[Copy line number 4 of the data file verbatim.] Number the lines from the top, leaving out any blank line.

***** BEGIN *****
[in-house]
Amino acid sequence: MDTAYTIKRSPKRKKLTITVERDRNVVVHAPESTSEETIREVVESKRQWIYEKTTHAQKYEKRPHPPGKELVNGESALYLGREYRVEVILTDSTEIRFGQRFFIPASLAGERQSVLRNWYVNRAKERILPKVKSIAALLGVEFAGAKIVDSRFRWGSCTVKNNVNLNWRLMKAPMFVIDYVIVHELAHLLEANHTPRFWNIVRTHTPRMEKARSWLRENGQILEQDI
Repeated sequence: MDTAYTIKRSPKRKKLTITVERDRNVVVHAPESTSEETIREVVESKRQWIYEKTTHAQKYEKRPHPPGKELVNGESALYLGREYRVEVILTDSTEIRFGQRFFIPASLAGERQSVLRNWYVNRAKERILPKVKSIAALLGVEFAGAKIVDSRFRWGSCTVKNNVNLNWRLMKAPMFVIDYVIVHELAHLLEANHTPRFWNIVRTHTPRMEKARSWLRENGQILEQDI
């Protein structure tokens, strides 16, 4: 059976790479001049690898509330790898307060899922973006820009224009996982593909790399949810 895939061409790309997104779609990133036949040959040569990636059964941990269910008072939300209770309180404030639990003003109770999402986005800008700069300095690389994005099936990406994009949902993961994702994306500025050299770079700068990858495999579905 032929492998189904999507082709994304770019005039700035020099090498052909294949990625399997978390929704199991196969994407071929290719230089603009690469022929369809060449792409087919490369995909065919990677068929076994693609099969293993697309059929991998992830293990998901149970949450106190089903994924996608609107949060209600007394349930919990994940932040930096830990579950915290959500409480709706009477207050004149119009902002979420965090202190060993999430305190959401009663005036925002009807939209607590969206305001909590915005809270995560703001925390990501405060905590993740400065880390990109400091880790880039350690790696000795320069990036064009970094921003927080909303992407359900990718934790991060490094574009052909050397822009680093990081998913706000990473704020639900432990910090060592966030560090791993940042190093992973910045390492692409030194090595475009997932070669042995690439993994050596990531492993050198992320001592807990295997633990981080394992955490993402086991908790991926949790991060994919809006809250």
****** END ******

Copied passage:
């Protein structure tokens, strides 16, 4: 059976790479001049690898509330790898307060899922973006820009224009996982593909790399949810 895939061409790309997104779609990133036949040959040569990636059964941990269910008072939300209770309180404030639990003003109770999402986005800008700069300095690389994005099936990406994009949902993961994702994306500025050299770079700068990858495999579905 032929492998189904999507082709994304770019005039700035020099090498052909294949990625399997978390929704199991196969994407071929290719230089603009690469022929369809060449792409087919490369995909065919990677068929076994693609099969293993697309059929991998992830293990998901149970949450106190089903994924996608609107949060209600007394349930919990994940932040930096830990579950915290959500409480709706009477207050004149119009902002979420965090202190060993999430305190959401009663005036925002009807939209607590969206305001909590915005809270995560703001925390990501405060905590993740400065880390990109400091880790880039350690790696000795320069990036064009970094921003927080909303992407359900990718934790991060490094574009052909050397822009680093990081998913706000990473704020639900432990910090060592966030560090791993940042190093992973910045390492692409030194090595475009997932070669042995690439993994050596990531492993050198992320001592807990295997633990981080394992955490993402086991908790991926949790991060994919809006809250």